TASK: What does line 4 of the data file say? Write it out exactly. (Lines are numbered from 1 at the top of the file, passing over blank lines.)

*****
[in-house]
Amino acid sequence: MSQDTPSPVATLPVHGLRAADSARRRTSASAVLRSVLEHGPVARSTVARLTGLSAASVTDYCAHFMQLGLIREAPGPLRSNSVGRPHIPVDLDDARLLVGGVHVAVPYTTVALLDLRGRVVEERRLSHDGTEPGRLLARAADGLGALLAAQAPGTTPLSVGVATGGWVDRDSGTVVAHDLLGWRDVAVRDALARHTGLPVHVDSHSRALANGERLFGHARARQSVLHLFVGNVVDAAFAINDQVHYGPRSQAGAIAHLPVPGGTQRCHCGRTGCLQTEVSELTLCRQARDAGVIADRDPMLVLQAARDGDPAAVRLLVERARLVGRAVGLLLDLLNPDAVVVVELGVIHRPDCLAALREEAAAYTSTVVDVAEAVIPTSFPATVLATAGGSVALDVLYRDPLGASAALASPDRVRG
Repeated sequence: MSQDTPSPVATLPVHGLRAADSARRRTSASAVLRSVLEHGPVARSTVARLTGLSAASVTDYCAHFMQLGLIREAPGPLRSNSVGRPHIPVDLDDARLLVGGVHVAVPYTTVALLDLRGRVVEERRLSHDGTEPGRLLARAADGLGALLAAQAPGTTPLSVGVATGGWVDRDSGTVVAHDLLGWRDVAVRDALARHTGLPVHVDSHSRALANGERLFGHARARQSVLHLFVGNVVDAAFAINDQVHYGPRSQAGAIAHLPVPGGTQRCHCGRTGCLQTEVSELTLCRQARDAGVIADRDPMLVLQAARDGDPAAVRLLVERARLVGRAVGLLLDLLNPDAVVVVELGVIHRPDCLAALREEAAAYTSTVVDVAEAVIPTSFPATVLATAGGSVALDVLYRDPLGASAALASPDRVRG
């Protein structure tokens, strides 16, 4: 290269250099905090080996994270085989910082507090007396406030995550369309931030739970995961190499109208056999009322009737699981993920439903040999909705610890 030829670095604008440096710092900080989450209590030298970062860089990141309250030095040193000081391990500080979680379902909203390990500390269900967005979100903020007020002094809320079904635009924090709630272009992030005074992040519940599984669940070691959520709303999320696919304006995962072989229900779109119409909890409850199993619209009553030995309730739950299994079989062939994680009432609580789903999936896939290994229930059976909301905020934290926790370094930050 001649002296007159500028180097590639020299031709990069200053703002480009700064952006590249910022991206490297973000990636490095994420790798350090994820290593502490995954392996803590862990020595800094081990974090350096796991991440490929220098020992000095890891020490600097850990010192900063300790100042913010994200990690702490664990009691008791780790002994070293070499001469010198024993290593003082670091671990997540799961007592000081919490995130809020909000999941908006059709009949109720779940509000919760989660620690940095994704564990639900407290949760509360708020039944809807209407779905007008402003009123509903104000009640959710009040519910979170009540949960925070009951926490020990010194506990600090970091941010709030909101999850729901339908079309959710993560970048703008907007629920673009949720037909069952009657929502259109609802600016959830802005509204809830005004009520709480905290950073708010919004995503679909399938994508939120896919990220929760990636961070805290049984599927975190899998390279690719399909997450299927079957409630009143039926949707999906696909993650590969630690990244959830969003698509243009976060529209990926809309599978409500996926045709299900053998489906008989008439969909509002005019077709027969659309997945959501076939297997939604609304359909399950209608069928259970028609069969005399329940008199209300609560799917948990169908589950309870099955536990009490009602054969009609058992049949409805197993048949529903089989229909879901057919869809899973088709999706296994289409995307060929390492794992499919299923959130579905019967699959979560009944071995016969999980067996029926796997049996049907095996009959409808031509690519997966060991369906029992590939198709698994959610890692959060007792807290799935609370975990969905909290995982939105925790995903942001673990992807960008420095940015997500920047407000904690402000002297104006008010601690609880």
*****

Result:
């Protein structure tokens, strides 16, 4: 290269250099905090080996994270085989910082507090007396406030995550369309931030739970995961190499109208056999009322009737699981993920439903040999909705610890 030829670095604008440096710092900080989450209590030298970062860089990141309250030095040193000081391990500080979680379902909203390990500390269900967005979100903020007020002094809320079904635009924090709630272009992030005074992040519940599984669940070691959520709303999320696919304006995962072989229900779109119409909890409850199993619209009553030995309730739950299994079989062939994680009432609580789903999936896939290994229930059976909301905020934290926790370094930050 001649002296007159500028180097590639020299031709990069200053703002480009700064952006590249910022991206490297973000990636490095994420790798350090994820290593502490995954392996803590862990020595800094081990974090350096796991991440490929220098020992000095890891020490600097850990010192900063300790100042913010994200990690702490664990009691008791780790002994070293070499001469010198024993290593003082670091671990997540799961007592000081919490995130809020909000999941908006059709009949109720779940509000919760989660620690940095994704564990639900407290949760509360708020039944809807209407779905007008402003009123509903104000009640959710009040519910979170009540949960925070009951926490020990010194506990600090970091941010709030909101999850729901339908079309959710993560970048703008907007629920673009949720037909069952009657929502259109609802600016959830802005509204809830005004009520709480905290950073708010919004995503679909399938994508939120896919990220929760990636961070805290049984599927975190899998390279690719399909997450299927079957409630009143039926949707999906696909993650590969630690990244959830969003698509243009976060529209990926809309599978409500996926045709299900053998489906008989008439969909509002005019077709027969659309997945959501076939297997939604609304359909399950209608069928259970028609069969005399329940008199209300609560799917948990169908589950309870099955536990009490009602054969009609058992049949409805197993048949529903089989229909879901057919869809899973088709999706296994289409995307060929390492794992499919299923959130579905019967699959979560009944071995016969999980067996029926796997049996049907095996009959409808031509690519997966060991369906029992590939198709698994959610890692959060007792807290799935609370975990969905909290995982939105925790995903942001673990992807960008420095940015997500920047407000904690402000002297104006008010601690609880």